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The Christmas markets are over, carnival -season is not here yet. These winter celebrations will help to keep boredom at bay.
At the Up Helly Aa celebrations in Lerwick, the Shetland Islands’ capital, a flaming torch parade is followed by a Viking ship being set alight, then drinking and dancing till dawn, which arrives very late up there on January 29.
Originally a big fur traders’ market, the Fur Rendezvous, aka Rondy, is now Alaska’s biggest winter party. Held in Anchorage from February 22 through March 3, the event ends on a climax with the legendary Iditarod dogsled race.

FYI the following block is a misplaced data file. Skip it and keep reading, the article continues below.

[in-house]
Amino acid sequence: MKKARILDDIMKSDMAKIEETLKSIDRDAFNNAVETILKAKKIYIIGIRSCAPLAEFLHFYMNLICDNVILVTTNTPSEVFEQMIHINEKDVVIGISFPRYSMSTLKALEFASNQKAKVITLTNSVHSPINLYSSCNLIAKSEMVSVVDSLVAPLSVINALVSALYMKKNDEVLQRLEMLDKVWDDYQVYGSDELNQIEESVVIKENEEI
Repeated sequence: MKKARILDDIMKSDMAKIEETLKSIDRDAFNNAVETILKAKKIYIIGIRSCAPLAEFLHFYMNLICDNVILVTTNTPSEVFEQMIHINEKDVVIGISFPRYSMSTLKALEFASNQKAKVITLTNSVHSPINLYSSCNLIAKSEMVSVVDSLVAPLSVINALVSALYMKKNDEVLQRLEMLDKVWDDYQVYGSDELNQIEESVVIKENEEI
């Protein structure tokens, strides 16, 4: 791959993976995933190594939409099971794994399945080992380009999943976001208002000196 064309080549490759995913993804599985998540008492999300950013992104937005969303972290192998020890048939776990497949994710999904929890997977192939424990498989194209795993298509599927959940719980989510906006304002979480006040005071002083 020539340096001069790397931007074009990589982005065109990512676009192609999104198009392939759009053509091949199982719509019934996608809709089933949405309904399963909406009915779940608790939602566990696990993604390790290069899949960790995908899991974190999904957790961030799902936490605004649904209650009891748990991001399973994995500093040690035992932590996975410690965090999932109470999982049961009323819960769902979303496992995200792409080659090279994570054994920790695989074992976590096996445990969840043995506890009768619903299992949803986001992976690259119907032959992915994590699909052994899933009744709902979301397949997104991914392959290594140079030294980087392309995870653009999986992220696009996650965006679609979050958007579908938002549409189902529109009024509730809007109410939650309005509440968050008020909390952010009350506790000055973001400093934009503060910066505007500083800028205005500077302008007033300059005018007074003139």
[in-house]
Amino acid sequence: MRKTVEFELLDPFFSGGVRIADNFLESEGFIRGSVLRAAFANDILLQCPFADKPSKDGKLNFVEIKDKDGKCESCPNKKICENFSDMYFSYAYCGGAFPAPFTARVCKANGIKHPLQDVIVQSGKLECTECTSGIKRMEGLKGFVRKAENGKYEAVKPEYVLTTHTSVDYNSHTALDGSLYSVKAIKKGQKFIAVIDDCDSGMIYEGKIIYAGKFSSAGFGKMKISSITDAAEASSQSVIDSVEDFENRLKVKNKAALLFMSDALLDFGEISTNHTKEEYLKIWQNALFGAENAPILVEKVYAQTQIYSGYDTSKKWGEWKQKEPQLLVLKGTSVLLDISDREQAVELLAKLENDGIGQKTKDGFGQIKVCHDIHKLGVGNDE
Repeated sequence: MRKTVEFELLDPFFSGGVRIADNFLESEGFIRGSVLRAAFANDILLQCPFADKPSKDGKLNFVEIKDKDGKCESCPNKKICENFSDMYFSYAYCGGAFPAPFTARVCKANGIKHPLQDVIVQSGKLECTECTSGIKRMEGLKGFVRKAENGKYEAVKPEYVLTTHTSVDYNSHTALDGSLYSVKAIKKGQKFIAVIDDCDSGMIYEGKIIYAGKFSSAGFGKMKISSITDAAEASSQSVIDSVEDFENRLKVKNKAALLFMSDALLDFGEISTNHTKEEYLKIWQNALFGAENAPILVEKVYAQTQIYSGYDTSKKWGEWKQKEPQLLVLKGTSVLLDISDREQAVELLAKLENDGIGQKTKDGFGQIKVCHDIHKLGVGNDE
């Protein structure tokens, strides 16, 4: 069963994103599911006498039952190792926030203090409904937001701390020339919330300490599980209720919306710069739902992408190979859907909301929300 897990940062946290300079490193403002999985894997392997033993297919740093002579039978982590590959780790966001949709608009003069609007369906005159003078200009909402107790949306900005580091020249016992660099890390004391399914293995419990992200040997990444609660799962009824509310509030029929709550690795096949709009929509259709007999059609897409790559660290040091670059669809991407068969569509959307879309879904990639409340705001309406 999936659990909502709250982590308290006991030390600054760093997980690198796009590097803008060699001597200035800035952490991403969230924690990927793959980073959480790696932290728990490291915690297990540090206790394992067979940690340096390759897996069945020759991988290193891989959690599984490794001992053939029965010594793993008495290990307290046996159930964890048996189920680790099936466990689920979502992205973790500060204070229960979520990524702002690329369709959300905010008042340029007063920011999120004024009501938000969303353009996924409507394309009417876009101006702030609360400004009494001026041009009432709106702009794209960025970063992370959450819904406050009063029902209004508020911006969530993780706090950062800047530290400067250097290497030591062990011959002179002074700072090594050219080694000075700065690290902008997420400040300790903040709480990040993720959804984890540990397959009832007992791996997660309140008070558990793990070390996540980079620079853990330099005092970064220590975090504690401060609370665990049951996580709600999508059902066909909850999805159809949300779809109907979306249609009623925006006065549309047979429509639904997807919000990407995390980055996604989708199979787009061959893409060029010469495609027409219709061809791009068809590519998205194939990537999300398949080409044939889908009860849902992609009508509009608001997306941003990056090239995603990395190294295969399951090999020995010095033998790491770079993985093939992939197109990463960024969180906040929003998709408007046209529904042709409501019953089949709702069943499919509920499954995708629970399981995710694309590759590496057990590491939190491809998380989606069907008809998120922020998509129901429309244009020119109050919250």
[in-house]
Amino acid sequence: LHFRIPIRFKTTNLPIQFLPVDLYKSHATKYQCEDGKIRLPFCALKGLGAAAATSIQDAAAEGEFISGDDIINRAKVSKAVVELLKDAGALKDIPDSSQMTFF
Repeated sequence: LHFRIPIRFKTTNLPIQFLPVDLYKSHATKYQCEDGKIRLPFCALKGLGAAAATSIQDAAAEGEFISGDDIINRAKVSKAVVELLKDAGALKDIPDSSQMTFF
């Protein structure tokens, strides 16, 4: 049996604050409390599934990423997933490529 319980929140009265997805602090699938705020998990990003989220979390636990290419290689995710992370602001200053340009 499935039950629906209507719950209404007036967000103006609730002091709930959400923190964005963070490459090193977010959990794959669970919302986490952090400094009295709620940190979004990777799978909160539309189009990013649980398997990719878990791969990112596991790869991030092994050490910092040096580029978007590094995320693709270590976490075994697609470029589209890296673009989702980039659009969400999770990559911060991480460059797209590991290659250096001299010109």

Well roared, Lion! Many countries have the big cat as their national symbol, but others prefer smaller animals as emblems – some of which are even quite bizarre.
It doesn’t always have to be a tiger, bear or eagle. Scotland has the unicorn as its national symbol, North Korea, the winged horse Chollima – and Costa Rica, a sloth.
In the U.S., 46 of the country’s 50 states have an official insect, with 16 honoring the honeybee. The monarch butterfly and ladybug are also surprisingly popular.
The Japanese? They love the cherry blossom. In Taiwan, people prefer the more robust plum blossom, and Hong Kong has the Hong Kong orchid on its official flag. But botanists beg to differ, maintaining that this last is not a true orchid at all, but a tree belonging to the legume family.